Coding Standards: A Beginning

010712_1933_SOAGovernan1.pngWhile working on a proposal for a new open source incubator project, it came as no surprise that the topic of which coding standards we should use came to the top of my task list as code formatting arguments were raised.  In a flash of inspiration, I immediately provided the standard quick and concise answer:  “Lets use the Oracle Java Coding Conventions standard.”  Suddenly, the sun burned brighter and the birds took up in song as the brilliance of my efficient answer was delivered.  Later in the day, when I had more time to consider the ramifications of my earlier answer, I pondered that perhaps I had been too simplistic in the view of what the Coding Standards means to me, my project, and the information technology industry as a whole.

So…let’s be honest with ourselves here.  When push comes to shove, we do what we need to do to get the product out to the markets. How often do we tell ourselves, “who really cares if I used 5 or 10 spaces of indent” and “Why does anyone care that all of my variables contain a single letter?”  We know that true “format” issues don’t really matter to anyone other than only the most critical of code reviewers.  Also, we always tell ourselves that we will get back and fix all those little shortcuts we took (no comments, JavaDoc statements, commented out code, etc) just as soon as we have a little more time.  Besides, we also all know that badly “formatted” code runs in production just as well “formatted” code…right?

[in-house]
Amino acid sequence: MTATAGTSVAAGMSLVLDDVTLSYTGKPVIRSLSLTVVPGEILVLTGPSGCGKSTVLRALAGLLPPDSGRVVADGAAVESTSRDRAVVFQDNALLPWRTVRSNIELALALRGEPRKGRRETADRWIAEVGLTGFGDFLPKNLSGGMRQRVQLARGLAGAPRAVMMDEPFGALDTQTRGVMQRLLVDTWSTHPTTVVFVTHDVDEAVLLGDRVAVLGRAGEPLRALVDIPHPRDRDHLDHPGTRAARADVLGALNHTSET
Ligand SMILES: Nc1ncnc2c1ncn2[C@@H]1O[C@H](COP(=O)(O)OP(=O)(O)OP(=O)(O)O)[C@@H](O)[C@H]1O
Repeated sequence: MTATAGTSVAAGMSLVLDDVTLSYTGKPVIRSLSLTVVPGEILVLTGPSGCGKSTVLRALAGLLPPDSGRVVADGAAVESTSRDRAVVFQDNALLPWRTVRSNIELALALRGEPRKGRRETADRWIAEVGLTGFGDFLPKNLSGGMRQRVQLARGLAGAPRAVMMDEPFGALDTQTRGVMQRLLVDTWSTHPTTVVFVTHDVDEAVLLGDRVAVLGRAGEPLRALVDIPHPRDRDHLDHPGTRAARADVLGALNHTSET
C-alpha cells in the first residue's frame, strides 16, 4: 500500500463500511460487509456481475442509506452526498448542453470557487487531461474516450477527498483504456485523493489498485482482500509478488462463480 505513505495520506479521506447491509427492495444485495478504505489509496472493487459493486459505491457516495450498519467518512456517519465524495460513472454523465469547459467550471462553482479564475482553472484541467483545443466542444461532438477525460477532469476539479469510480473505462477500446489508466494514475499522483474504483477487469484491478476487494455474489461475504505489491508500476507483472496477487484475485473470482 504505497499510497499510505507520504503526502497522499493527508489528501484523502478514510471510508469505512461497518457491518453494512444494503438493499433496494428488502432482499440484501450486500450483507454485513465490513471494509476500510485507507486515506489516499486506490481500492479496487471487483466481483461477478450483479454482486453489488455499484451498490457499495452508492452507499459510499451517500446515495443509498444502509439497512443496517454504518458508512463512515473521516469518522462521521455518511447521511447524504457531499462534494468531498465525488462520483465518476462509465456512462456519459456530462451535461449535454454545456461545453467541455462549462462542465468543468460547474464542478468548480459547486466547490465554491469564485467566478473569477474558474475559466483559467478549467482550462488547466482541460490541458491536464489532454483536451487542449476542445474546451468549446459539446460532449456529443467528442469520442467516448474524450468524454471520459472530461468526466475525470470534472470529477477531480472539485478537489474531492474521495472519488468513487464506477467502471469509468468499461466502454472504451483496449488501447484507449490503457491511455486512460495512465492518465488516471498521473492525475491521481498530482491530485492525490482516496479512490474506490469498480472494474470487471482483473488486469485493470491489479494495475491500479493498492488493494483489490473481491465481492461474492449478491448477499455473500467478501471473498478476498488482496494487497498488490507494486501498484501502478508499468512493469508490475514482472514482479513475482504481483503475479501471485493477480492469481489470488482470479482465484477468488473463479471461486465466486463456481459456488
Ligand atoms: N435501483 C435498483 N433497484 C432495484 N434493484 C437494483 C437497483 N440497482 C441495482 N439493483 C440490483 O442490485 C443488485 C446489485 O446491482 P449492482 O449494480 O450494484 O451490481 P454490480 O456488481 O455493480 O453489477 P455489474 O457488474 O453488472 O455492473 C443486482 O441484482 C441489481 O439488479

However, as I found some free time to myself  (aka the holiday period), I wondered if perhaps there were some things that are defined in high-quality Coding Standards that are perhaps a little more complicated that pure formatting.  An example of one of those items is found below.

STRUCTURE GUIDELINE – “Avoid nested method call at all costs unless it is completely guaranteed not to throw an NullPointerException.”

Example #1


In the above example, there is a good possibility that this efficiently written single line of code will return a NullPointerException to the caller.  Code reviewers generally see samples of where this exception prone code is wrapped (usually later) as the example bellow shows.

Example #2

  1. try{
  2.      this.theInstance.theMethod.getMap.get(“key”);
  3. } catch (NullPointerException npe) {
  4.      log.error(npe.getMessage(), npe);
  5. }
  6. return npe;

When the NullPointerException message is inspected from the code above, the stack trace will tell you the line number that caused the exception (line 2), but cannot tell you if the Null object in this line was theInstance, theMethod, or getMap.  Suddenly, we begin to realize that perhaps high-quality Coding Standards can help us write more “reliable” code.

In summary, delve deeper into the coding standards available in the community and consider if your projects should use code formatting tools such as Checkstyle (my current preference) in their efforts.  It worked for me and hopefully it will work for you also.

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